Often leaders have expectations about how the Customer will be treated but never share those expectations with employees. They may be thinking "this is so obvious; we don't need to focus on this with our people because they know how to treat others."

Great Customer Service is more than knowing how to treat people; it's more than being nice. It's having processes and procedures in place from the beginning. It's knowing what to do - plus knowing how and when to do it. Customer service declines within an organization when those in leadership positions decline to make customer service a priority.

Those were my initial thoughts to the question posed to me... What do you think?
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Relationship Lessons from Another Language

Posted at 4:05 AM on Monday, August 14, 2006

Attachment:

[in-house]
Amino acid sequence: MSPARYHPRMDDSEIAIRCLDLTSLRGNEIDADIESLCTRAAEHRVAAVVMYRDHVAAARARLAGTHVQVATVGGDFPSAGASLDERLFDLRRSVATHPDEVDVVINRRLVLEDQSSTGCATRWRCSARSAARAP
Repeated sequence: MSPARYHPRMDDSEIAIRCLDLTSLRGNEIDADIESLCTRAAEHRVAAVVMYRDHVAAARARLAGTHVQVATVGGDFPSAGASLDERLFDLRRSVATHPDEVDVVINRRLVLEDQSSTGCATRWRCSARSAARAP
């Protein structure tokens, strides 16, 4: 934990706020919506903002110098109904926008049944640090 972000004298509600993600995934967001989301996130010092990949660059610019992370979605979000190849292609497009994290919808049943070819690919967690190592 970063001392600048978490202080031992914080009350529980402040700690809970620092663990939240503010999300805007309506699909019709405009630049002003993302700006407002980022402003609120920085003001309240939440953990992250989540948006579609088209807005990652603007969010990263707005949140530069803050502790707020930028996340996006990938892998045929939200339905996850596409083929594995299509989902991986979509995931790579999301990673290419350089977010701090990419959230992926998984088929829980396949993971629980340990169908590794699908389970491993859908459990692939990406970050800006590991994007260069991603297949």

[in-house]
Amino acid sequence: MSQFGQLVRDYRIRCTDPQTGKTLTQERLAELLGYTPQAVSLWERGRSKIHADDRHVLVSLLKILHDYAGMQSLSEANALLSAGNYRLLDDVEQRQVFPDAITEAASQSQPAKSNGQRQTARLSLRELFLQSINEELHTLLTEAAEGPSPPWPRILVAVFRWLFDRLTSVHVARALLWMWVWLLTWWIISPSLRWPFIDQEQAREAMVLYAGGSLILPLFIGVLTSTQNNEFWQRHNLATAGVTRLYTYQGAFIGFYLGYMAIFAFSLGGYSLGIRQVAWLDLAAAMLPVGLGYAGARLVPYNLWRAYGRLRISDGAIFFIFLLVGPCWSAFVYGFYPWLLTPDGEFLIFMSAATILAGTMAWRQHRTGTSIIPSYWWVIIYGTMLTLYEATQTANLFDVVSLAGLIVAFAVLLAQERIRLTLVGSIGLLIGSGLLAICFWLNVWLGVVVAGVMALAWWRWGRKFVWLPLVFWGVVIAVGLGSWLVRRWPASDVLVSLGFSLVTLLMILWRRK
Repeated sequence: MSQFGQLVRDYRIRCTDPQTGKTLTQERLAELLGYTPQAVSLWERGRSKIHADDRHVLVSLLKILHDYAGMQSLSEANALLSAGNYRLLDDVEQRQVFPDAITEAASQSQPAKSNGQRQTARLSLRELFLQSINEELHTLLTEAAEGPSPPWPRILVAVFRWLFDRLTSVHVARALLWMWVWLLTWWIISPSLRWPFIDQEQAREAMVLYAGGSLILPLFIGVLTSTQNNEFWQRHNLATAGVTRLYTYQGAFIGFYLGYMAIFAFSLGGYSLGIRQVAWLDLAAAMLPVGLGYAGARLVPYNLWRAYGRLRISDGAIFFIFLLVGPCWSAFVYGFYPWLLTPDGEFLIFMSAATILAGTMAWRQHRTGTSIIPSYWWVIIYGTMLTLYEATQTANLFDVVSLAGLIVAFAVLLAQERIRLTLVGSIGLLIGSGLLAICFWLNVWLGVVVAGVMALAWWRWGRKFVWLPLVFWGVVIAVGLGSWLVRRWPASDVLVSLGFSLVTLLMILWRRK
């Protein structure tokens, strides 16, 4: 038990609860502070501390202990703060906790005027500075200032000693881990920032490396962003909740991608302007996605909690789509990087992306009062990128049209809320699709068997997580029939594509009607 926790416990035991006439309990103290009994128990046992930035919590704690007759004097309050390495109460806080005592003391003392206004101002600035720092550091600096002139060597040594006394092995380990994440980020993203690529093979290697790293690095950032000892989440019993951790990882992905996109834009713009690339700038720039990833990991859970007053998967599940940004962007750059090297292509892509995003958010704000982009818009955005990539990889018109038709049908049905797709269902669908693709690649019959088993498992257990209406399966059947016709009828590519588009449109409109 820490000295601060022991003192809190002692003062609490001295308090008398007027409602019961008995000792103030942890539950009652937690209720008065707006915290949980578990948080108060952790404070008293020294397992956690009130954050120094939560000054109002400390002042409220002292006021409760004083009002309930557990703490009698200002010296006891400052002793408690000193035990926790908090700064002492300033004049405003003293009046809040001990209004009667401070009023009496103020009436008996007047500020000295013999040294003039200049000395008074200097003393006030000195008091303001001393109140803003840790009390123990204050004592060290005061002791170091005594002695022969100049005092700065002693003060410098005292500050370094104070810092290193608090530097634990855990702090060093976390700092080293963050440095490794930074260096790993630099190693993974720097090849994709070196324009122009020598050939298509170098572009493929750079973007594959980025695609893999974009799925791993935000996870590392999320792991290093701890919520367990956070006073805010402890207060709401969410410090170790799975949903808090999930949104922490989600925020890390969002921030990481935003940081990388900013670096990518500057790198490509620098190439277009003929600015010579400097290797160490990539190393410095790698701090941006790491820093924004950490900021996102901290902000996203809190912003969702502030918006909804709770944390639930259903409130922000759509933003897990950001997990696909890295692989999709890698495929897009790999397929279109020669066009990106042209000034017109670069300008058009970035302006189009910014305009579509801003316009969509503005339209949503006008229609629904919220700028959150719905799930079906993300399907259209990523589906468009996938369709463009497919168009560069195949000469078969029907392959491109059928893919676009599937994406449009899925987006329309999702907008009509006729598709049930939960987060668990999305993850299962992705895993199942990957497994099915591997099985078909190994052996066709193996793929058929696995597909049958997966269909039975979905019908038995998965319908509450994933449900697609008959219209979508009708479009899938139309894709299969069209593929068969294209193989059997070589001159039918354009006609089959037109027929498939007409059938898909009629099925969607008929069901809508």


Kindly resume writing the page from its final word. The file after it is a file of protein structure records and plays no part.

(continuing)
In the April 2006 issue of Fast Company, there is an article about Dan Mintz, an American who has become a very successful businessperson in China. (You can read the full article here.) Early in the article a Chinese word is introduced - guanxi (pronounced gwan-she). According to the article, it is literally translated as "relationship building", but in practice it means "carefully cultivated clout, a culturally calibrated measure of respect, influence, and honor." The article goes on to say that it is a personal as well as political form of capital.

I've long been interested in learning words from other languages because it is through language that we create understanding. It is no coincidence that our vocabulary and our intelligence are closely linked - the more words we have in our mind the easier it is to express our thoughts and to think in new ways.